Thanksgiving weekend offered plenty of surprises at the box office, with films both under- and over-performing expectations on one of the busiest weekends of the year. This weekend? Prepare for the opposite of that.
Weekend Forecast for December 3-5, 2010
By Reagen Sulewski
December 3, 2010
Thanksgiving weekend is one of the two peaks of the holiday movie season for a reason. Casual movie audiences exhaust some of their movie-going budget and need some time to recharge. Hollywood generally acquiesces by not putting up much of anything worth watching. The most successful movie to ever open in the doldrums of the week following Thanksgiving is The Last Samurai, which opened to $24 million in 2003 on this weekend, and that's the winner by a lot.
While it's most likely a coincidence, it's possible that someone at Relativity Media has a nice sense of humor, as this weekend's sole wide release is essentially the opposite of The Last Samurai. With The Warrior's Way, instead of having an American travel to Japan, we have a Korean traveling to the Old West, followed by ninjas. It's sort of like they set out to make the most ridiculous martial arts film ever that we're supposed to take at least marginally seriously (hear that, Stephen Chow?).
The Warrior's Way seems to exist in the same realm as Tony Jaa movies, like Ong-Bak or The Protector, and should bring similar numbers to those films – which is to say not great ones. Ong-Bak earned $5 million total in North America, while The Protector did manage an opening weekend of that figure. And Dong-gun Jang... well, let's just say I could have made up that name and you'd have no idea if I did or not. Opening on 1,500 screens, The Warrior's Way should start with about $4 million.
That means the top spot for the weekend is left to last week's two top films, Harry Potter and the Deathly Hallows Part 1 and Tangled. If you'd asked me two weeks ago, I would have pre-called a third consecutive week for Harry Potter at the top of the charts, but a spanner has been thrown into those works by both the big opening of Tangled and Harry Potter's significantly weaker than expected second weekend. Bucking the behavior of the last Harry Potter film to open at this time of year, Deathly Hallows dropped just over 60%, acting almost as if the holiday wasn't even there.
It is, however, in line with the recent trend of Harry Potter movies, which have suffered huge second weekend drops after the mania from the hardcore fans dies out. No one brags about being the 20 millionth person to see Harry Potter, after all.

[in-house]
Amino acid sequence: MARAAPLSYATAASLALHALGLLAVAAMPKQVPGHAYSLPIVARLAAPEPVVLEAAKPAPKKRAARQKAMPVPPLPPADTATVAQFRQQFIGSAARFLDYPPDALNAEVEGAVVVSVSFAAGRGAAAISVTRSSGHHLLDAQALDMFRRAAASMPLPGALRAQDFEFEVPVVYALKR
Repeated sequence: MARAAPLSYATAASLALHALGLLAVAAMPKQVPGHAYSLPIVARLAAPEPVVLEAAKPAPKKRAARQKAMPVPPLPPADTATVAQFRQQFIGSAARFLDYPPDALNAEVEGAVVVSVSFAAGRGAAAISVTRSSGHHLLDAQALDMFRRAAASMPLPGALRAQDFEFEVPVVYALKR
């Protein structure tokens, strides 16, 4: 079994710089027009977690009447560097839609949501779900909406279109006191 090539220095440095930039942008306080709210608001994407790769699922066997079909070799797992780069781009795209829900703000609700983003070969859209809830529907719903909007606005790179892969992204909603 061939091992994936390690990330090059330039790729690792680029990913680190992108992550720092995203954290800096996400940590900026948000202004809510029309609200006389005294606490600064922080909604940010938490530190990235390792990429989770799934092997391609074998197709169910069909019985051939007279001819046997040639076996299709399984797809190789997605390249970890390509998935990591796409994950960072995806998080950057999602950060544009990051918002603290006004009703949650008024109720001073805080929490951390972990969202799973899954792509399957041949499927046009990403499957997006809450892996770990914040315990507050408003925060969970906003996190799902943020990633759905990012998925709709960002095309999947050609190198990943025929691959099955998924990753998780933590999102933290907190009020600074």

That's no reason to weep for the franchise of course, as this seventh film had a record opening and is already in spitting distance of the lowest grossing film in the series. $300 million will be reached, and $350 million is still in play, though it's looking less likely after last weekend than it was before. While that extreme drop-off does settle down in later weeks – it's influenced heavily by the emphasis on midnight screenings in the first weekend – Harry Potter films have indeed seen some pretty high drop-offs in their third, fourth weeks and so on. This makes it extremely vulnerable to the second weekend of Tangled, though Harry Potter should make it interesting with a third weekend of $22 million.
As a result of that weak second frame, Tangled came within $320,000 of an upset win. I'm reluctant to credit this film with any role in bringing Harry Potter's weekend down – I doubt there are any Harry Potter fans that treated Tangled as an acceptable substitute.
With the focus on family films over Thanksgiving, it might be reasonable to expect that category to be the hardest hit the following weekend. There doesn't seem to be an actual pattern that way though. In past years, A Christmas Carol and Enchanted have been among the better performers in this week. That still means a drop of 50% or more. Tangled has solid, albeit not spectacular word-of-mouth and should be able to approach that figure, earning it $23 million.
That's almost it for significant films this weekend, as the third best performance last weekend was by a film that's been out for a month. Megamind held strong over the holiday weekend, crossing the $125 million milestone on Saturday. The top three films of the weekend should again be family oriented, with Megamind coming in with around $6 million.
Burlesque was the best of a bad lot for the other three opening films, pocketing $12 million over three days and $17 million over five. It's hard for me to envision a scenario where this film has legs though, since even if it's intentional camp and its audience accepts and loves that, the size of the audience for intentional camp simply cannot be that large. Look for just under $5 million here.
Love and Other Drugs and Faster were both essentially failures despite their small budgets. At $9 and 8 million over three days and $14 and 12 over five days, both became also-rans in the holiday movie season. While there have been some surprisingly leggy action films this year, I don't expect Faster to be among them, and I'd figure both of these films to earn $3-5 million apiece this weekend.